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J Ment Health Policy Econ. 2002 Sep;5(3):109-13.

Perspectives: parity--prelude to a fifth cycle of reform.

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1
Department of Psychiatry, University of Maryland School of Medicine Baltimore, MD, USA. hh.goldman@verizon.net

Abstract

BACKGROUND:

Based on 2000 Carl Taube Lecture at the NIMH Mental Health Economics Meeting.

AIMS OF THE STUDY:

This perspective article examines the relationship between a policy of parity in financing mental health services and the future of reform in service delivery.

METHODS:

Applying theories of static and dynamic efficiency to an understanding of parity and the evolution of mental health services, drawing upon Burton Weisbrod s concept of the health care quadrilemma .

RESULTS:

Each of four cycles of reform in mental health services have contended with issues of static and dynamic efficiency. Each cycle was associated with static efficiency in the management and financing of services, and each was associated with a set of new treatment technologies intended to improve dynamic efficiency. Each reform proved ultimately unsuccessful primarily because of the failure of the treatment technologies to prevent future patient chronicity or to achieve sustained recovery. Recent advances in treatment technology and management of care can permit an unprecedented level of efficiency consistent with a policy of improved access to mainstream health and social welfare resources, including insurance coverage. This policy of so-called financing parity can improve current mental health service delivery, but it may also portend a future fifth cycle of reform. If new technologies continue to advance as full technologies - simple to deliver and producing true recovery - and mainstream resources are made available, then the specialty mental health services may contract dramatically in favor of effective care and treatment of mental illness in primary care and other mainstream settings.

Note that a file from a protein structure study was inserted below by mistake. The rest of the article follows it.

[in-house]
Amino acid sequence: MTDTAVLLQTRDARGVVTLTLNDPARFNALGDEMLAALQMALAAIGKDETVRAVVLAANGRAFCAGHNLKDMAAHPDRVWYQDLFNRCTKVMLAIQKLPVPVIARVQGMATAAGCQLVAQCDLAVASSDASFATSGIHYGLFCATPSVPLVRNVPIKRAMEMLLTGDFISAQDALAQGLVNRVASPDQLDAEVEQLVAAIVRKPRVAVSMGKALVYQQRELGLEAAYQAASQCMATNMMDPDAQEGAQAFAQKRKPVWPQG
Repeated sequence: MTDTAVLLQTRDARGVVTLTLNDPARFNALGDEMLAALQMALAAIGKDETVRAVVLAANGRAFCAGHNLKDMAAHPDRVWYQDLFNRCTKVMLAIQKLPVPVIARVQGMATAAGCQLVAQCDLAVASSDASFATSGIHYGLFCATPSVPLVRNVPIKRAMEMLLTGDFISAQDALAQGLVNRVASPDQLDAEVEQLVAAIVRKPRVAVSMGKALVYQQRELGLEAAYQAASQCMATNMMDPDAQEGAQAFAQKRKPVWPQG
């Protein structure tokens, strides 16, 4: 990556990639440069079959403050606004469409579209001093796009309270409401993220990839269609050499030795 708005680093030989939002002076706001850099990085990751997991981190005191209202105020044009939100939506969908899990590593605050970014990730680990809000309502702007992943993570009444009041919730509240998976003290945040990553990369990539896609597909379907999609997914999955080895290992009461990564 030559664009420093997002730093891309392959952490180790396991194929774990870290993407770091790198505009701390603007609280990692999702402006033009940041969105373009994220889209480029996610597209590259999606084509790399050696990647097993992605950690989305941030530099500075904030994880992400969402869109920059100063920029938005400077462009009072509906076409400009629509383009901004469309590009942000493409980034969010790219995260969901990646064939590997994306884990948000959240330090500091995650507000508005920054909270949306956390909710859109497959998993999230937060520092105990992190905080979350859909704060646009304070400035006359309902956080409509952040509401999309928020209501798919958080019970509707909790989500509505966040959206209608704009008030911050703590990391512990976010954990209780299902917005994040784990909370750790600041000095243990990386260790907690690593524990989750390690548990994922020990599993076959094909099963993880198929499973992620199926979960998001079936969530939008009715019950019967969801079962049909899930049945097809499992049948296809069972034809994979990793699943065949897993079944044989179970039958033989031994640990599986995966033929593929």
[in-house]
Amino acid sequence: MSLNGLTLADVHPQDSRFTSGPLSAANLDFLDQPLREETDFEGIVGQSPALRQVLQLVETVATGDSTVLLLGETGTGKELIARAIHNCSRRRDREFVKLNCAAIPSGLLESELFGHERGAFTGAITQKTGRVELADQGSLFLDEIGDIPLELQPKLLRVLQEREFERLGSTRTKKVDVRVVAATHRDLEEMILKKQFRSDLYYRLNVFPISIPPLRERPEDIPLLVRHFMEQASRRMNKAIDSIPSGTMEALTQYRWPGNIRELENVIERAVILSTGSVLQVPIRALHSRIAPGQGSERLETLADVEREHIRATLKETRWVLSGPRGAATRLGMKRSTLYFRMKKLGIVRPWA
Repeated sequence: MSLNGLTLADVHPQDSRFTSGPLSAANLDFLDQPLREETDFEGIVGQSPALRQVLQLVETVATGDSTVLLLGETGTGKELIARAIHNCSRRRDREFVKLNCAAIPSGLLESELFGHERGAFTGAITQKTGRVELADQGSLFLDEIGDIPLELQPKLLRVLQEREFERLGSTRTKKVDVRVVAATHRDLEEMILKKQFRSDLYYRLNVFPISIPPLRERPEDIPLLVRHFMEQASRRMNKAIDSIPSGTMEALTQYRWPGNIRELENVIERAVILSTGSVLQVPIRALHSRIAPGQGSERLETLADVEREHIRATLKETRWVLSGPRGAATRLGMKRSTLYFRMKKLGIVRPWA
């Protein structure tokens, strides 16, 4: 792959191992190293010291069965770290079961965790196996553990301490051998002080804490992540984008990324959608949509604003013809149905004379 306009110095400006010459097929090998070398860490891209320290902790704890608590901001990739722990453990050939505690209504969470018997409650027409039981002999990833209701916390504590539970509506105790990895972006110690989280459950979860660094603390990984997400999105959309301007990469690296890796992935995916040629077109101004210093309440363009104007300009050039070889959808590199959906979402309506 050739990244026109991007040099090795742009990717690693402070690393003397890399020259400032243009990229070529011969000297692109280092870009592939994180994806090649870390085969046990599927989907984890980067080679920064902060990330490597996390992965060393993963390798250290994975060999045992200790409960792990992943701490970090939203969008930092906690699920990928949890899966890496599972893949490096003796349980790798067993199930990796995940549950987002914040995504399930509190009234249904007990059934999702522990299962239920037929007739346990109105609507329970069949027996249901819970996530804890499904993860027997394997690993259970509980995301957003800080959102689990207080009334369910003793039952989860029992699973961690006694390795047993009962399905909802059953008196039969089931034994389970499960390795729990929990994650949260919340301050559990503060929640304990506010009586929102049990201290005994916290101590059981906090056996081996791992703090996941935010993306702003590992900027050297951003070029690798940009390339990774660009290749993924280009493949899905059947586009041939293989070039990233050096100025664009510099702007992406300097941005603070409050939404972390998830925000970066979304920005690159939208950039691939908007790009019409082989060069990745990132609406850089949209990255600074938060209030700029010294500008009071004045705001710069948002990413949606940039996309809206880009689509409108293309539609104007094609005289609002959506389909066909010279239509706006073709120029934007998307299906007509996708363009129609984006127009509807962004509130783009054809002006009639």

DISCUSSION:

Predicting the future of health care is speculative, but it may be easier using the Weisbrod formulation to understand the process of mental health reform. Over-reliance on administrative techniques for building static efficiency and false optimism about dynamic efficiency from new technology have stymied previous reforms. All the same, a fifth cycle of reform could succeed, if the right conditions are met and mainstream resources are available.

PMID:
12728197
[Indexed for MEDLINE]
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